Economic gains of improving soil fertility and water holding capacity with clay application: the impact of soil remediation research in northeast Thailand
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Saleth, Rathinasamy Maria; Inocencio, Arlene; Noble, Andrew D.; Ruaysoongnern, S. 2009. Economic gains of improving soil fertility and water holding capacity with clay application: the impact of soil remediation research in northeast Thailand. Colombo, Sri Lanka: International Water Management Institute (IWMI). 30p. (IWMI Research Report 130) doi: http://dx.doi.org/10.3910/2009.130
Permanent link to this item: http://hdl.handle.net/10568/39917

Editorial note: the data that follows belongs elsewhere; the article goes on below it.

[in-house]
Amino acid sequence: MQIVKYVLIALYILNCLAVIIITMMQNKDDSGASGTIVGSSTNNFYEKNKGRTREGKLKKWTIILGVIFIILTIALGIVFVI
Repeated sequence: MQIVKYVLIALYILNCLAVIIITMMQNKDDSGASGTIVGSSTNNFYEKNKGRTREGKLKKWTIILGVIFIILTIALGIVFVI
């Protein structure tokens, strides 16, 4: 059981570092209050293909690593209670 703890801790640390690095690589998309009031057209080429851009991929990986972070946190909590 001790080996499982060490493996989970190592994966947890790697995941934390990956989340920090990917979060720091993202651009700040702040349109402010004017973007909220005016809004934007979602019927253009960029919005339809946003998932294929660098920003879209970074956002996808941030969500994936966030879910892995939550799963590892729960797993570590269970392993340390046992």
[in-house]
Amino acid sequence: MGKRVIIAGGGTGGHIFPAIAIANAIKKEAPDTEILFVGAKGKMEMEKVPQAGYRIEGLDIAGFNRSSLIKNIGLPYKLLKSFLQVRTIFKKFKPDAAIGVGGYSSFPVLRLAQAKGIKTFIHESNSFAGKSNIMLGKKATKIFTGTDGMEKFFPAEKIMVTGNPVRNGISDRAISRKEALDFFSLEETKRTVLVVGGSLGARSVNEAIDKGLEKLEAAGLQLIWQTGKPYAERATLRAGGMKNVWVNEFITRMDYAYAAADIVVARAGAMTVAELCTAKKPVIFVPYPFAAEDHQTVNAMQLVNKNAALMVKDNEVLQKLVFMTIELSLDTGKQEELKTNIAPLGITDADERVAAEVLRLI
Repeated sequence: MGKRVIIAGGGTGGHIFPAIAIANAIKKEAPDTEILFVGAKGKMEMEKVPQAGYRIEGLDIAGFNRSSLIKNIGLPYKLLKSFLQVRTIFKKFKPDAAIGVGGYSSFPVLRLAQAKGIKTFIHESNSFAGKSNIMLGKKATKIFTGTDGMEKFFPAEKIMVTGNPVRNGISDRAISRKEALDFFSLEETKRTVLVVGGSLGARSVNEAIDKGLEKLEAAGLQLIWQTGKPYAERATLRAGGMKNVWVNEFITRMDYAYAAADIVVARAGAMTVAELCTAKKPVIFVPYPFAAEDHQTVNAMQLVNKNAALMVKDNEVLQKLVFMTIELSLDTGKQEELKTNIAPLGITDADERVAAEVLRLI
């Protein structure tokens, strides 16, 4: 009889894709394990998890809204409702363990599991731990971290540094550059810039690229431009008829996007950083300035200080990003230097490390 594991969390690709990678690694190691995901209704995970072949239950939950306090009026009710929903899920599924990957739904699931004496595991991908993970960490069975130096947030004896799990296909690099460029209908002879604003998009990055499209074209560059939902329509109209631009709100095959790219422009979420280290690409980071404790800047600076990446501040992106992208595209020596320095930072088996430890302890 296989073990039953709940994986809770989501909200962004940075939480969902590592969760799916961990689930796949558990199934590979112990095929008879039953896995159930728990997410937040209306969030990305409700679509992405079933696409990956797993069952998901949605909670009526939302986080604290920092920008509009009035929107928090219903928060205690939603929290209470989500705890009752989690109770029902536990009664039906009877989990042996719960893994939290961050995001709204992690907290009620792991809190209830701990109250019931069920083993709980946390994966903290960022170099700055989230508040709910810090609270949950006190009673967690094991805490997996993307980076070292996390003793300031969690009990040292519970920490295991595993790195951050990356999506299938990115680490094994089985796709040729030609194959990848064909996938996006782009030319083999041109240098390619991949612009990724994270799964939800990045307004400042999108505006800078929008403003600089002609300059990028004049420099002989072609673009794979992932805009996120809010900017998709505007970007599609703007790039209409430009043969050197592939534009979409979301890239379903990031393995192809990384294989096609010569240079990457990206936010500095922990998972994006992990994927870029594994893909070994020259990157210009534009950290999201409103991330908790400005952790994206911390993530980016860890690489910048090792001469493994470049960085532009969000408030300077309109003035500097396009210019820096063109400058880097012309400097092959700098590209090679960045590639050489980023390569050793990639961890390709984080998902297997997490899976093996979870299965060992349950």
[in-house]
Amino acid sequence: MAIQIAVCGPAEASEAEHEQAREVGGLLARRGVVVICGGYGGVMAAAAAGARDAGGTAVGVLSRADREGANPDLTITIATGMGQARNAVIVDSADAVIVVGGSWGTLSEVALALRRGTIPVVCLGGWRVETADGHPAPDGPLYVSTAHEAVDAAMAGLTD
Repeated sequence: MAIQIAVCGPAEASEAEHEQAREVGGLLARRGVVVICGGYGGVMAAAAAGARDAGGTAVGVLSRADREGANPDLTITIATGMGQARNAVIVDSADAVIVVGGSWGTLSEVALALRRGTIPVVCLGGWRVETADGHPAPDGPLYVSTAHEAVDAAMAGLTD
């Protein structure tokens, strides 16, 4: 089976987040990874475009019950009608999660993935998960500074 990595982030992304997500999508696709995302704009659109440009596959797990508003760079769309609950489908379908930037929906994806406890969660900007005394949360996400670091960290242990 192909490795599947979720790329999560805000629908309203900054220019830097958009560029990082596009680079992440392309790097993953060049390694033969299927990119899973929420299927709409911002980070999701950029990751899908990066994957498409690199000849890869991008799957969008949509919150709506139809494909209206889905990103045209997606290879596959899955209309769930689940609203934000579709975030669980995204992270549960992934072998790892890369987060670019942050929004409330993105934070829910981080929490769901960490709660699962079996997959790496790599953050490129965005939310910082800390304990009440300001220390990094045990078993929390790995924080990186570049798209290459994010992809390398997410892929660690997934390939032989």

Declining productivity of agricultural soils in Northeast Thailand is a challenge facing land managers and farmers. A program was initiated in 2002 to investigate the potential role of incorporating clay-based materials into degraded soils as a means of enhancing productivity. This research report attempts to provide an ex-post assessment of the field level impact and economic viability of this approach, using the empirically derived estimates of the average income impacts that the application of bentonite or clay technology has generated among farm communities in Northeast Thailand. From an exclusive IWMI perspective, the impact evaluation suggests that the program has a net present value (NPV) of US$0.41 million with a benefit-cost ratio (BCR) of 2.44 for the sample, and a NPV of US$21 million with a BCR of 75 for the region.